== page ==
I am often amazed at how some patients have aged so gracefully well into their 80s and 90s, active with a sharp memory, fully ambulatory and self-sufficient, while others (often quite younger), seem so debilitated.  While good genes and family history are important, disposition and lifestyle influence these outcomes as well.  Social scientists have studied different societies and cultures to see if there are common characteristics which can predict longevity. These “blue zones” cultures, which have rates of centenarians 10 times higher than the U.S., include Sardinia (Italy), Okinawa (Japan), and Loma Linda, California (7th Day Adventist community). After reviewing much of the data, I have distilled the findings into the 4P’s: People, Purpose, Plants, and Pedestrian.


  1. People

A Harvard study of aging recently found that satisfaction with social relationships at age 50 was the biggest predictor of health and longevity – more important than cholesterol, blood pressure, exercise or family history! Loneliness is as detrimental to health as smoking and alcohol. The more friends and social bonds you have, the longer you will live. As a corollary, blue zone cultures tend to have reverence for the elderly, keeping them fully engaged and integrated.  Their societies also maintain communal rituals. For example, the 7th day Adventists observe the Sabbath together, have weekly congregational prayers and go for communal walks. In America today, we are finding more isolation – the average American had 3 good friends 20 years ago, now it’s down to 1.6 (and no Facebook doesn’t count).

  1. Purpose

Maintaining a sense of purpose in life even with advanced age is integral for longevity. Blue zone cultures often don’t have a word corresponding to “retirement” as we do. These cultures are rich with stories of fisherman, farmers and yes, even surgeons active into their 90’s and into 100s.  In fact, researchers have found that in the U.S. the two riskiest years for mortality are the year of birth and the year of retirement.  In Okinawa, there is a word that encompasses this sense of purpose – ikigai, roughly translated, “a reason for being”, which embodies their core societal principle.

  1. Plants

A plant-based diet is a universal contributor for longevity. This doesn’t imply that all centenarians are vegan or vegetarian, but it’s well established that emphasizing plants (fruits, nuts, vegetables) as the cornerstone of diet results in fewer chronic illnesses, including heart disease and cancers.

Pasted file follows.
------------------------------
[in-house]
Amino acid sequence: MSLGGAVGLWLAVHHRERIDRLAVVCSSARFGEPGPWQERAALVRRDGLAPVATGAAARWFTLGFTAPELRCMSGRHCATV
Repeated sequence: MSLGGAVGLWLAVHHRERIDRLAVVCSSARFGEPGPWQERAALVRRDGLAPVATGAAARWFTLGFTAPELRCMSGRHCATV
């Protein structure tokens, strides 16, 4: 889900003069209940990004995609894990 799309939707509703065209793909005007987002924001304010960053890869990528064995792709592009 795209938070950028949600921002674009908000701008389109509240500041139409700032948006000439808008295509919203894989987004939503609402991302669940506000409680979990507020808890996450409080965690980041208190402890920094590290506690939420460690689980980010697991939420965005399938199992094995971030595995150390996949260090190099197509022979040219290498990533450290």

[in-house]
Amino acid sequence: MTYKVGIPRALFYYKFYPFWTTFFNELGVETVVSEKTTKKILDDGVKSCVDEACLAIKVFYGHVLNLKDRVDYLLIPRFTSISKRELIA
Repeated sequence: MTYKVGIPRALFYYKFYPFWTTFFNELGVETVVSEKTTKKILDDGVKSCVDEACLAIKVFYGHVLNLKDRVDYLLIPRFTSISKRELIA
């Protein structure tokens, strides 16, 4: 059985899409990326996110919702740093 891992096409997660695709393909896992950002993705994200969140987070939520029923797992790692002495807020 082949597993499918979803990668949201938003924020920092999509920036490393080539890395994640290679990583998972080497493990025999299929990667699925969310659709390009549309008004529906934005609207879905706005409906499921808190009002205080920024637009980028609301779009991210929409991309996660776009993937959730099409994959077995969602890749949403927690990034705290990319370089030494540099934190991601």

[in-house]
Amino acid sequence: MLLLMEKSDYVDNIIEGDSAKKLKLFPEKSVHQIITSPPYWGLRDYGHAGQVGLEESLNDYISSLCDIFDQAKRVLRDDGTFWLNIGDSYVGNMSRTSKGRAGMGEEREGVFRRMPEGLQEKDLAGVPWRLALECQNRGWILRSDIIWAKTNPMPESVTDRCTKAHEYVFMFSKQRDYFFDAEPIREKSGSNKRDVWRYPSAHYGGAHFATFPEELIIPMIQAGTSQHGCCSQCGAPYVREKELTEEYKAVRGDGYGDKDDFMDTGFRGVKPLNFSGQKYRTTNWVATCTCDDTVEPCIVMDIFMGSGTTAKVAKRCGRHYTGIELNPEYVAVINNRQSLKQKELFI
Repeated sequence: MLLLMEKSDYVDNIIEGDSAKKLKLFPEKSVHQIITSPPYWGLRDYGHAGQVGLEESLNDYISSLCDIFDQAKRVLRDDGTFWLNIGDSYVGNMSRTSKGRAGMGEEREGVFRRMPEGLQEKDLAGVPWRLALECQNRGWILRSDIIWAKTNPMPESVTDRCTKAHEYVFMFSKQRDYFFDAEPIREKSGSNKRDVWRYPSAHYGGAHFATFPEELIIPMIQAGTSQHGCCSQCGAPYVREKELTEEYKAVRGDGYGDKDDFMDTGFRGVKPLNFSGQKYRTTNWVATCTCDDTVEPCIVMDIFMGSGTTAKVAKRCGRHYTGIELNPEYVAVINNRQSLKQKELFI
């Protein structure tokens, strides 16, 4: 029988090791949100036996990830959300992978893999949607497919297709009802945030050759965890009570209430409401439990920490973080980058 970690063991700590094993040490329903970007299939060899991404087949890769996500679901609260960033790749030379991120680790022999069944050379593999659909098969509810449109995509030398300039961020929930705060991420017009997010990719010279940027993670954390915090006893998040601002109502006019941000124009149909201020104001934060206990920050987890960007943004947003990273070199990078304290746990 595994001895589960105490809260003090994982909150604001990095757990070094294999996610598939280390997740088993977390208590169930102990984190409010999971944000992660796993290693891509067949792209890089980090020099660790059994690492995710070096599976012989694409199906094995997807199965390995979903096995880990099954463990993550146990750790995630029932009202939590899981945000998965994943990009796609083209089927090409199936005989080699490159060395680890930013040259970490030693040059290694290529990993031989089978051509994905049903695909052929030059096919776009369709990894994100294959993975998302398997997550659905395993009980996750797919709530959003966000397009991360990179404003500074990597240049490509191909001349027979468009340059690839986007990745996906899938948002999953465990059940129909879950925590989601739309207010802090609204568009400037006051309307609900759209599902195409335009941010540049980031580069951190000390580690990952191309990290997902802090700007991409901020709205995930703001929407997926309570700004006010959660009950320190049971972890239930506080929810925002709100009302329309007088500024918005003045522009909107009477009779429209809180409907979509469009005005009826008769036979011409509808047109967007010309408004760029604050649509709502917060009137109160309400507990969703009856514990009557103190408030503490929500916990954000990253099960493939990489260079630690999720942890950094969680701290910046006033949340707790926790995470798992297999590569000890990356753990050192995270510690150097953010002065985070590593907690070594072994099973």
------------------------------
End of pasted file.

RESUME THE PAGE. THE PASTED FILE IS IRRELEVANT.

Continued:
In fact, cultures where American fast food companies are expanding are showing alarmingly increased rates of diabetes and obesity. The Middle East, the Far East, and South Asia in particular have been bombarded with American fast foods (Hardee’s, Carl’s Jr, Pizza Hutt, Burger King, McDonald’s are all part of  a new landscape in some of these ancient cultures; Think the Tobacco company model – cigarette use down in the America, go find a new market; Same with Fast food).

Portion control is also characteristic in these cultures. Confucious, Buddha and the Prophet Muhammad all emphasized ending meals before satiety sets in, and this ancient philosophy is embedded in many of these cultures.


  1. Pedestrian

Regular walking, as part of an active lifestyle, is prevalent in blue zone cultures (gardening is common as well).  The billions of dollars spent on the fitness industry in our society and increasing numbers of ultra-athletes (marathoners, tri-athletes, etc) hasn’t improved health – to the contrary, there is ample evidence that exercise and longevity follows a “U-shaped” curve (very little and too much exercise both lead to increased mortality). Outdoor exercise also creates a higher sense of vitality and well-being than being indoors, likely from sun and natural Vitamin D exposure.

To conclude, while it is important to address the chronic illnesses that beleaguer our culture by pushing and creating medications (the hallmark of our current medical system), these are not the themes of “aging gracefully”. I encourage everyone to  emphasize the comparatively simple practices outlined here.

For more information on blue zone cultures, check out :


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